As you may have seen in Gordon Bruce’s blog post a few days ago, today marks the 50 year anniversary of the IBM Selectric typewriter. Looking back at the history of the Selectric, it surprises me how this machine evokes emotions in so many people. More often than not, you’ll find someone willing to share a very personal story about their relationship with the Selectric and how it changed the way we interact with the written word.
Here’s mine. When I met my first IBM Selectric typewriter, I fell in love. It was the early 80s, my junior year in high school, and my mother insisted I take a typing class because you never know when typing might come in handy.
I didn’t like the idea of typing, I had tried hunting and pecking on our old sticky typewriter at home, but as the hammers would pound they’d stick and tangle and frustrate me. Yet when I walked into that industrial-looking high school classroom with row after row of new blue IBM Selectric typewriters, my world changed. Maybe it was the way the keys felt or the way the golf ball danced across the page imprinting each letter so clearly. The clicking sound was rhythmic and musical. In short typing to me became a sensory experience.
Like learning to type, I was also told at a young age that it was a good idea to take piano lessons. So for 10 long years prior, I halfheartedly took piano class every Wednesday afternoon. At the time I didn’t realize that when the dexterity from piano practice met the Selectric typewriter, I would suddenly make an entirely new kind of music. And this music wasn’t cacophonous like my awkward piano skills.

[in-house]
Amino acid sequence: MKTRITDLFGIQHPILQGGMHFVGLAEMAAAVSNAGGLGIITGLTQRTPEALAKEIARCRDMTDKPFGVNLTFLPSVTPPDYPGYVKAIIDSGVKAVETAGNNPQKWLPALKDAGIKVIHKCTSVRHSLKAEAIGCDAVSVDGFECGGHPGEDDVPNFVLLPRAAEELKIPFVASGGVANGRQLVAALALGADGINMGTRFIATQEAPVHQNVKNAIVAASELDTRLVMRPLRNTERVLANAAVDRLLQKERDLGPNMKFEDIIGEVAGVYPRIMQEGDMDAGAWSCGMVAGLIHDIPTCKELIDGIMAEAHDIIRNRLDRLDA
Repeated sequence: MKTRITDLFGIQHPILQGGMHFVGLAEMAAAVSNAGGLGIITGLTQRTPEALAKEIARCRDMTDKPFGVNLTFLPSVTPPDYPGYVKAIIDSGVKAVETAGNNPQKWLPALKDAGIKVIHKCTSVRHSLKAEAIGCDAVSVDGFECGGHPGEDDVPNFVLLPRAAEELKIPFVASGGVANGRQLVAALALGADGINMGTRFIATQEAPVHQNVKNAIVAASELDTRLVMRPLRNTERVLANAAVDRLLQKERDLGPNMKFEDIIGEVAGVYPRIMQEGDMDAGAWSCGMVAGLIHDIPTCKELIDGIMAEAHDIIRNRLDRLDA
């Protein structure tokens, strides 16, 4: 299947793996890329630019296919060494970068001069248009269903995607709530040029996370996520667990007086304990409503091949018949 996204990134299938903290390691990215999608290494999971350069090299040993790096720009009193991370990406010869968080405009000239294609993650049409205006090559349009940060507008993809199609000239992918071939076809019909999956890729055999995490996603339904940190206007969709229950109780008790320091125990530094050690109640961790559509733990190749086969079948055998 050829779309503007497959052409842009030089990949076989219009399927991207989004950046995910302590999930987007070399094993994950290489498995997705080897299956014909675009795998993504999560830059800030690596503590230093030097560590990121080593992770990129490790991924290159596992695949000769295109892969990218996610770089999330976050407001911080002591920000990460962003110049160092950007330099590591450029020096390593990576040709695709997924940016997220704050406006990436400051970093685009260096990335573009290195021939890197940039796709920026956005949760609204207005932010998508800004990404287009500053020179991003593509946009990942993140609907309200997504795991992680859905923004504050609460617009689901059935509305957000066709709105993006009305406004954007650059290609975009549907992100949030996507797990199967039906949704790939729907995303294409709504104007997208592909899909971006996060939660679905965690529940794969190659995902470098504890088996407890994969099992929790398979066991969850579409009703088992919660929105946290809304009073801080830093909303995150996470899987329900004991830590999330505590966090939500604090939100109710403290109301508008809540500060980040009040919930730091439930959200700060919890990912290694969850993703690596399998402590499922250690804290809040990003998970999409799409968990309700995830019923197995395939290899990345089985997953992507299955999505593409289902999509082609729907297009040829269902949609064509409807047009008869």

Soon I was typing faster and faster. I would type anything in sight for fun, soon reaching 100 words per minute, even competing in interscholastic typing contests. If you could have lettered in typing in high school, I guess that would have been my sport.
I think it was because of the Selectric that I later went on to journalism school where again I was embraced by a classroom with rows and rows of Selectric typewriters, tapping away in unison as we wrote our stories in the newsroom, proofreading and editing by hand and then retyping to perfection.
Then sadly, after one semester break we return to find that the blue Selectric typewriters disappeared from our familiar newsroom. Replacing each was a personal computer terminal with a dull plastic keyboard and a CRT monitor which glowed green. We were forced to adapt to this new technology and sadly the tactile pleasure of typing was never quite the same – event -despite turning on “sticky keys.”
As we recognize the 50th birthday of the Selectric typewriter along with the 100 year anniversary of IBM, I stop to wonder how this typewriter impacted others. Which of the world’s great novels were penned on a Selectric? What technology changing patents were first typed in triplicate? Which ground-breaking Supreme Court decisions and which leading screenplays were typed on this great machine?
Sadly, I haven’t typed on a Selectric in years, they don’t sell much Liquid Paper anymore, correction tape is a thing of the past, and the typewriter repairman I knew has long since retired. Nonetheless the Selectric still holds a special place in my heart.
Do you have a special memory of the Selectric typewriter ?
Also check out the video ‘IBM Selectric Typewriter & its digital to analogue converter ‘ by Engineer Guy, Bill Hammack.